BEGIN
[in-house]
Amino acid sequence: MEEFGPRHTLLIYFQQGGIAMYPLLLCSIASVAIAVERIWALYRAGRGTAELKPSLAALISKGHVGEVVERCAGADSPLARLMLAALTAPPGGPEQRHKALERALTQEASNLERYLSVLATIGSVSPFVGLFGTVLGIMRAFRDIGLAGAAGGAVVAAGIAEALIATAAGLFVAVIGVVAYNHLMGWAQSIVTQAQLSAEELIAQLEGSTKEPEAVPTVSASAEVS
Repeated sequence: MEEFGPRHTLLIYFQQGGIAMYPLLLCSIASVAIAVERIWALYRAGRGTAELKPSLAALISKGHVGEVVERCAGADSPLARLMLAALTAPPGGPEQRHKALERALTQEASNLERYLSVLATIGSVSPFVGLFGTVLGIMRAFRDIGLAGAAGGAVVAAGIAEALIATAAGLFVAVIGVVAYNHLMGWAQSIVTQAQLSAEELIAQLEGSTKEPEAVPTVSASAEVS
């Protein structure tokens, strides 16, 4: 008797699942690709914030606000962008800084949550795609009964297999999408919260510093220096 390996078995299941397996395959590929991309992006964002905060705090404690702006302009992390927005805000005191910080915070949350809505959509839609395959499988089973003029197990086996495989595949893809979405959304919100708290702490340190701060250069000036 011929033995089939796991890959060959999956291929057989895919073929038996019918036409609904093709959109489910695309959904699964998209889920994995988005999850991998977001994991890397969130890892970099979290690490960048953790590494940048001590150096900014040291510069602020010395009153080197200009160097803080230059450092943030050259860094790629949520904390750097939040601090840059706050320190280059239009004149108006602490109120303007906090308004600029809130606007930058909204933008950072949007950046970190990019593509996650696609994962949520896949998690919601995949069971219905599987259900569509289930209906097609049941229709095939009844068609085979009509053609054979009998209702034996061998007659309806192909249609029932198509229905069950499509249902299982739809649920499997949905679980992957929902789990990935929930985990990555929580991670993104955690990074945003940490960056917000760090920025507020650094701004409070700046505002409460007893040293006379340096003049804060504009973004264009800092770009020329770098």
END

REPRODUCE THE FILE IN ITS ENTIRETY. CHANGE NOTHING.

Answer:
[in-house]
Amino acid sequence: MEEFGPRHTLLIYFQQGGIAMYPLLLCSIASVAIAVERIWALYRAGRGTAELKPSLAALISKGHVGEVVERCAGADSPLARLMLAALTAPPGGPEQRHKALERALTQEASNLERYLSVLATIGSVSPFVGLFGTVLGIMRAFRDIGLAGAAGGAVVAAGIAEALIATAAGLFVAVIGVVAYNHLMGWAQSIVTQAQLSAEELIAQLEGSTKEPEAVPTVSASAEVS
Repeated sequence: MEEFGPRHTLLIYFQQGGIAMYPLLLCSIASVAIAVERIWALYRAGRGTAELKPSLAALISKGHVGEVVERCAGADSPLARLMLAALTAPPGGPEQRHKALERALTQEASNLERYLSVLATIGSVSPFVGLFGTVLGIMRAFRDIGLAGAAGGAVVAAGIAEALIATAAGLFVAVIGVVAYNHLMGWAQSIVTQAQLSAEELIAQLEGSTKEPEAVPTVSASAEVS
């Protein structure tokens, strides 16, 4: 008797699942690709914030606000962008800084949550795609009964297999999408919260510093220096 390996078995299941397996395959590929991309992006964002905060705090404690702006302009992390927005805000005191910080915070949350809505959509839609395959499988089973003029197990086996495989595949893809979405959304919100708290702490340190701060250069000036 011929033995089939796991890959060959999956291929057989895919073929038996019918036409609904093709959109489910695309959904699964998209889920994995988005999850991998977001994991890397969130890892970099979290690490960048953790590494940048001590150096900014040291510069602020010395009153080197200009160097803080230059450092943030050259860094790629949520904390750097939040601090840059706050320190280059239009004149108006602490109120303007906090308004600029809130606007930058909204933008950072949007950046970190990019593509996650696609994962949520896949998690919601995949069971219905599987259900569509289930209906097609049941229709095939009844068609085979009509053609054979009998209702034996061998007659309806192909249609029932198509229905069950499509249902299982739809649920499997949905679980992957929902789990990935929930985990990555929580991670993104955690990074945003940490960056917000760090920025507020650094701004409070700046505002409460007893040293006379340096003049804060504009973004264009800092770009020329770098």